A child learns best when they have strong self-esteem, a sense of belonging and resilience
Nurture groups are a short-term, focused intervention for around six children, led by trained and experienced members of Monkwray Junior School. Children attending the nurture group remain an active part of their main class, spending appropriate times within the nurture group according to their need, and typically return full time to their own class after three terms.
Nurture groups assess learning and social and emotional needs and give help that is needed to remove any barriers to learning. The relationship between the two nurture staff is always nurturing and supportive, providing a role model for the children. Food is shared at snack time, with much opportunity for social learning, helping children attend to the needs of others, with time to listen and be listened to.
The ‘6 Principles of Nurture’
- Children’s learning is understood developmentally
We respond to the child’s developmental progress rather than what it should be at their chronological age. This is assessed using the Boxall Profile.
The classroom offers a safe base
We have organised our room so that it has a balance of educational and domestic experiences. The room is comfortable with a sofa and soft furnishings along with a table for work and a kitchen area.
- Nurture is important for the development of wellbeing
We praise the children for their efforts and help them identify their strengths and qualities through a range of tasks. Children respond to being valued and thought of as individuals – we notice and praise their achievements.
- Language is a vital means of communication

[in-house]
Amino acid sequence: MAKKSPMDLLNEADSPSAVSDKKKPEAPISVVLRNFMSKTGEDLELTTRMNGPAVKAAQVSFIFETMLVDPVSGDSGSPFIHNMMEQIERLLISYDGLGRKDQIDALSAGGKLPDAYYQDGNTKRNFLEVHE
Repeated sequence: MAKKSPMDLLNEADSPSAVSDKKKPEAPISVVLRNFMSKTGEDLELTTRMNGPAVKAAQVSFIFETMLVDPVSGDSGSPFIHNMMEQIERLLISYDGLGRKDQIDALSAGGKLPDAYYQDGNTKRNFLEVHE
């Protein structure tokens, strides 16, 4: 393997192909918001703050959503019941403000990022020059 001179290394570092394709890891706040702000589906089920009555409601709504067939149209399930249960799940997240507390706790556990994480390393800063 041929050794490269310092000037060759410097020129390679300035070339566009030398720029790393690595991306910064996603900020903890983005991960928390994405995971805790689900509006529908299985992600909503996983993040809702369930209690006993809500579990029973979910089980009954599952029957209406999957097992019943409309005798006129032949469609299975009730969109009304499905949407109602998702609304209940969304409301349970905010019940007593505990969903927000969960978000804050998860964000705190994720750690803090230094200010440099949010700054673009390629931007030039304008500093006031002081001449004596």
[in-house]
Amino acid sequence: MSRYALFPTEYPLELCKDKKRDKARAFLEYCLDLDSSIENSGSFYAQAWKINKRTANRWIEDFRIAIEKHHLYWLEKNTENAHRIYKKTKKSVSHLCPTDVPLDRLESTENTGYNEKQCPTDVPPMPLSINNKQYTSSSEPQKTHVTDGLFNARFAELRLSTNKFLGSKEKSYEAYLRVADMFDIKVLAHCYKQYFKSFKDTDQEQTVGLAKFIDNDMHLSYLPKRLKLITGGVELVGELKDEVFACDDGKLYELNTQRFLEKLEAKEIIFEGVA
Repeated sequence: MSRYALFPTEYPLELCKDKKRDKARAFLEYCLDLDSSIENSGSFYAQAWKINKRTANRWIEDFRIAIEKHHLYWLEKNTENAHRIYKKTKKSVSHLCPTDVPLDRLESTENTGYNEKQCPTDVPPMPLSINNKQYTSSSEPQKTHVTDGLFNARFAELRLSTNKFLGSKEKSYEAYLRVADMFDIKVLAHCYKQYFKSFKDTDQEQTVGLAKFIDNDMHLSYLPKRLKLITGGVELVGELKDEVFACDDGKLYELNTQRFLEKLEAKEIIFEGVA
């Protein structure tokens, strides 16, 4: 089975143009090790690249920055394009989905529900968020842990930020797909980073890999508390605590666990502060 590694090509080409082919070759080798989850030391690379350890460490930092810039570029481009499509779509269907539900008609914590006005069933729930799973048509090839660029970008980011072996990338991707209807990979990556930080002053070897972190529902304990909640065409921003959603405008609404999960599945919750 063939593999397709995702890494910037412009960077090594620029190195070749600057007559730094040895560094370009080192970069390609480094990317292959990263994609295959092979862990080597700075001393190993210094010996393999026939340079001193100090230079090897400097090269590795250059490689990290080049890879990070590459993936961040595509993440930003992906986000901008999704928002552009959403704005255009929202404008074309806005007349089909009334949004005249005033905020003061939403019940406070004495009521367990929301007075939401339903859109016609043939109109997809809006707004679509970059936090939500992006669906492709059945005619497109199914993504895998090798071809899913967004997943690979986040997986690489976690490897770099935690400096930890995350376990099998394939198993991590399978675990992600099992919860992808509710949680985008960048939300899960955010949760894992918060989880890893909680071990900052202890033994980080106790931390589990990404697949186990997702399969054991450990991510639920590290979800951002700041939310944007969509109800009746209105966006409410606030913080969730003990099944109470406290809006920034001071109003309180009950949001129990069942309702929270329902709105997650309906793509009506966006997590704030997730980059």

Each session starts with a “check-in” so the children can identify and discuss their feelings. We find ways to manage them. We notice and talk through many things – the adults model the use of language and encourage children to do the same.
- All behaviour is communication
We try to understand what a child’s challenging behaviour is telling us. We say that emotions are automatic reactions which we cannot choose, but the way we respond to them is a choice. We need to make the right choices in our behaviour and understand its impact on ourselves and others.
- Transition is important in children’s lives
Daily transitions between classes, from one adult to the next and from home to school are all changes in routine that can be difficult for some children. This is managed with preparation and support.
How will the Nurture group help your child?
The Nurture group will help boost confidence and self-esteem and provide children with extra strategies to improve social skills and independence, for example:
– to engage – to settle
– to listen – to concentrate
– to share and take turns – to accept losing
– to talk about and understand – to build friendships their feelings
– to experience and practise the development of positive relationships
Are parents and/or carers involved?
We like to feel there is an open door policy where parents and carers can come and chat with the nurture group staff with regard to their child. You are able to send a message using Classdojo to Mrs Lamb if you have any questions or concerns about your child and appointments can be made for a discussion if necessary. Parents and carers may be invited in to take part in craft or cooking sessions and will be invited to our ‘Celebration’ events.
What does a nurture session look like?
Children follow a structure and routine which is clear to staff and group members. The group runs on consistency, positive reinforcement and praise. We start each session with talk-time and we share our news while practising taking turns in speaking and listening. Following circle time, we take part in games, cooking and baking, craft activities, textiles and life-skills. During our sessions, the children have drink and snack time.
What have we been doing in nurture group at Monkwray?